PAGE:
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Colman Domingo’s star power is ‘a long time coming’

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“It’s been a long time coming.”

That’s how Colman Domingo sees his recent surge across screens big and small and people “finally” being “hip to exactly what I’m doing,” the “Fear the Walking Dead” star and director, 51, said over Zoom.

The past year alone has seen the Tony-nominated “Scottsboro Boys” star dispensing timely knowledge and warmth as a recovered drug addict in the Peabody-nominated “Euphoria” special and playing the trombone whilst defending his religious convictions in the Oscar-winning adaptation of “Ma Rainey’s Black Bottom,” racking up awards nominations along the way, and entering the “Twilight Zone.”

“I’ve been working for, what, 31 years in this industry? And I’ve been carving out a space for myself, basically,” said Domingo. “Nothing was given to me, and I had to really create work when there was a lack of work.”

From the jump, the writer-actor-director — whose play “Dot” was just greenlit for a television adaptation on AMC Networks’ streamer — has known there would be times his career opportunities “would be lean and times when I would fully thrive.

“There’s different versions of me and ... my audiences know me from very different things,” said Domingo. “And now finally, people are understanding the container that it’s all in and they’re not trying to, I don’t know, place it in a little box.”

Among his eclectic highlights are two recent releases: “Zola,” in which he plays a uniquely disarming pimp, and “The God Committee,” which sees Domingo as a priest bearing witness to life and death decisions.

“I’m doing the thing, to be very honest, that I think that you seek out when you’re a younger actor, which is about having agency in this industry,” said the “If Beale Street Could Talk” star. “I do things that I only care about, you know?”

So what is it that attracts him to a role? “I think it’s gotta scare me a little bit. It’s gotta make me feel like I might fail,” Domingo laughed. “In a strange way, that’s when I thrive. Otherwise I feel like it doesn’t (matter). It’s gotta matter. Maybe that’s it.”

What the “Chicago” actor most cares about though is “being a creator,” his favorite version of himself.

“I like creating worlds. And whether that’s as a writer or director, or even like producing,” said the “Wild with Happy” actor and scribe. “I love being an actor, but I don’t necessarily have to be on stage or in front of the camera all the time. I love putting it together. ... I’m somebody who throws a good party, and I think that’s the key to any good creator.”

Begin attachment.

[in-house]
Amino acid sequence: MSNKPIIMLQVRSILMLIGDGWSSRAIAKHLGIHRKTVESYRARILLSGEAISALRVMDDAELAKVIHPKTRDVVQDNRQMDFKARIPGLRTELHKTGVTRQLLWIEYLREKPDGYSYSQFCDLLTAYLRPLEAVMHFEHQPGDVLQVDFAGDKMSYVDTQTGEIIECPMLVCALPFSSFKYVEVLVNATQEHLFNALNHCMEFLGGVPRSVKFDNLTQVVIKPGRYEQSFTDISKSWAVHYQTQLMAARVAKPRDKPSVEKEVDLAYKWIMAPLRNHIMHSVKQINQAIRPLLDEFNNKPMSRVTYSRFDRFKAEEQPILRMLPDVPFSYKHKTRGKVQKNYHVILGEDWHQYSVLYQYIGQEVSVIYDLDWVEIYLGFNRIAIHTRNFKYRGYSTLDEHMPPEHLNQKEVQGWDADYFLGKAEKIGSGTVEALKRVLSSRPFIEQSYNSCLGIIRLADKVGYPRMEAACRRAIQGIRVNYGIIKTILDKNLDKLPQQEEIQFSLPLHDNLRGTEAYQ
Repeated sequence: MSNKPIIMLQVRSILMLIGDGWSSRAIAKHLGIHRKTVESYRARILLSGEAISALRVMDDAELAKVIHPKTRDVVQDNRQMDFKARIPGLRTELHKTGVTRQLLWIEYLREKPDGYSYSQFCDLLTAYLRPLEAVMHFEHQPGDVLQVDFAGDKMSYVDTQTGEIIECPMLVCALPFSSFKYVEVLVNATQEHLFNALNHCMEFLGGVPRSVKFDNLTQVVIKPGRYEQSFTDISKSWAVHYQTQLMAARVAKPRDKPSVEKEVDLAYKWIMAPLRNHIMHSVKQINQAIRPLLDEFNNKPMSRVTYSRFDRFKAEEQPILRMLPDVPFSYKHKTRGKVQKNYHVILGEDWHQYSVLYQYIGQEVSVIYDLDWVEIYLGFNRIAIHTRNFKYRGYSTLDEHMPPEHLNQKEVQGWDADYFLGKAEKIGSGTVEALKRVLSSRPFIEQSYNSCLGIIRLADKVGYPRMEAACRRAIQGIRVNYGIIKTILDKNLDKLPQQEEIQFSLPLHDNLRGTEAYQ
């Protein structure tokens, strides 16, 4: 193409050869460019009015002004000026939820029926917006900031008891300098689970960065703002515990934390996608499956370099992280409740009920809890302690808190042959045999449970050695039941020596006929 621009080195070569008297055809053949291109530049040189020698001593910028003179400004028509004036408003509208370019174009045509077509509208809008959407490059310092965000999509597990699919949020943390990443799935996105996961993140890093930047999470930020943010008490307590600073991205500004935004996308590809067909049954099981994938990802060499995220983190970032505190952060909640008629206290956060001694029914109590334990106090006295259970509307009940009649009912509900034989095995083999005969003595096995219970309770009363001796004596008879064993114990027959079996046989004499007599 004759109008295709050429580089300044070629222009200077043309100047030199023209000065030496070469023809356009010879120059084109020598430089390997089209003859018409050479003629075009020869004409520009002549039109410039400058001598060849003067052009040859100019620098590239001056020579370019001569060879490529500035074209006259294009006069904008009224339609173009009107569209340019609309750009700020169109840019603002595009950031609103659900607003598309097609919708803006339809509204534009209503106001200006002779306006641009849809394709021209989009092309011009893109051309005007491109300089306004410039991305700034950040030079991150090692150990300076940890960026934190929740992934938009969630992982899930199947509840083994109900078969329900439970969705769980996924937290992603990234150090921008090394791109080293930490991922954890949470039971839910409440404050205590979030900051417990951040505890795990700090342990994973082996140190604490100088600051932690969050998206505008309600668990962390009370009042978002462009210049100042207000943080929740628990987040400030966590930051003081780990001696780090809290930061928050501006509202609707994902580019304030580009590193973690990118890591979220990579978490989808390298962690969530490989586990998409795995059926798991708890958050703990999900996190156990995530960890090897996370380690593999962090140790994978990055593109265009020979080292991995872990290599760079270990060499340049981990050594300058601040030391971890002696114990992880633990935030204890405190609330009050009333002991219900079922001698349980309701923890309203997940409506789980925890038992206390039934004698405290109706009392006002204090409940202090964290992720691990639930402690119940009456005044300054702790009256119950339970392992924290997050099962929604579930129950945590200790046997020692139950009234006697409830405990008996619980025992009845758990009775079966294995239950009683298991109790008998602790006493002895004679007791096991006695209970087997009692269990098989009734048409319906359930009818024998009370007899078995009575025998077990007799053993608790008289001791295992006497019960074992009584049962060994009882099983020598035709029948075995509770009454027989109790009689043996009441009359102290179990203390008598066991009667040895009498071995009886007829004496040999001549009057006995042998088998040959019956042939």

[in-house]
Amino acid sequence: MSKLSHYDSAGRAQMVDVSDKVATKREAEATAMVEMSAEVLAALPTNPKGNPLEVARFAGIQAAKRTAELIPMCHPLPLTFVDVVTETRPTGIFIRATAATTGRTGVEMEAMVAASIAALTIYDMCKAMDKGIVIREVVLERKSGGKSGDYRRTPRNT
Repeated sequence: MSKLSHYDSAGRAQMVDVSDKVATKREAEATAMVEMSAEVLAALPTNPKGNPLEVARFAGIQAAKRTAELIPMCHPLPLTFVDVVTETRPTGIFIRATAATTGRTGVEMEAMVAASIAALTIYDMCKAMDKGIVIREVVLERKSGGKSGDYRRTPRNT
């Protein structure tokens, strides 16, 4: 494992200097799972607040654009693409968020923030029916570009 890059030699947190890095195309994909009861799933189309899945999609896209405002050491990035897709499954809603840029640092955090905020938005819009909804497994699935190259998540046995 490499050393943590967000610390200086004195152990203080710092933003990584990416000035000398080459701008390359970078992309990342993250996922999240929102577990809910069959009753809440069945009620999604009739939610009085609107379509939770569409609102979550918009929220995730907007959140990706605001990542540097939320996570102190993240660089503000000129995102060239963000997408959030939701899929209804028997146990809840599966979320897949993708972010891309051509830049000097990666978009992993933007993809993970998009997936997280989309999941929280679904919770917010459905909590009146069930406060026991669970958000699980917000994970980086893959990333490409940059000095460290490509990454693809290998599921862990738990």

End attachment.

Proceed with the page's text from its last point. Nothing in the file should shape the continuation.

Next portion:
When directing theater, Domingo says he opts to fade away during previews as he’s “not supposed to be ham-fisted about this idea in my head. It has to live and breathe in you or it dies.”

Artistic integrity, he says, shouldn’t stop with a fan favorite project — even one with a “huge, rabid fan base” like that of the “Dead” universe. Domingo pointed to “Euphoria” writer-creator Sam Levinson’s remarks at the season two table read.

The “Malcolm & Marie” filmmaker acknowledged the show’s “beautiful, successful” first season, and told everyone to “forget it” along with fans’ attachment, recalled the “Candyman” actor.

“That’s how it was created before, so you have to trust that formula,” said Domingo. “Basically what we’re saying is, don’t be a whore (laughs).”

Even with such a wide range of projects under his ever-stylish belt, the “Assassination Nation” — also a Levinson production — actor does have one he holds closest to his heart: Ava DuVernay’s “Selma.”

“I really feel like that was a film that really had its purest intentions,” said Domingo, acknowledging the film’s central message continued timeliness. “It really showed me what the power of what we do and how we do it can be when you put it all in there.”

Domingo recalled a “legends brunch” hosted by producer Oprah Winfrey — with guests like John Lewis, as well as Abernathy’s wife, Juanita, an activist in her own right, and Quincy Jones — that felt like “a handoff."

“It felt like everyone was all behind one great purpose, which was tell this story to promote change in our world.”



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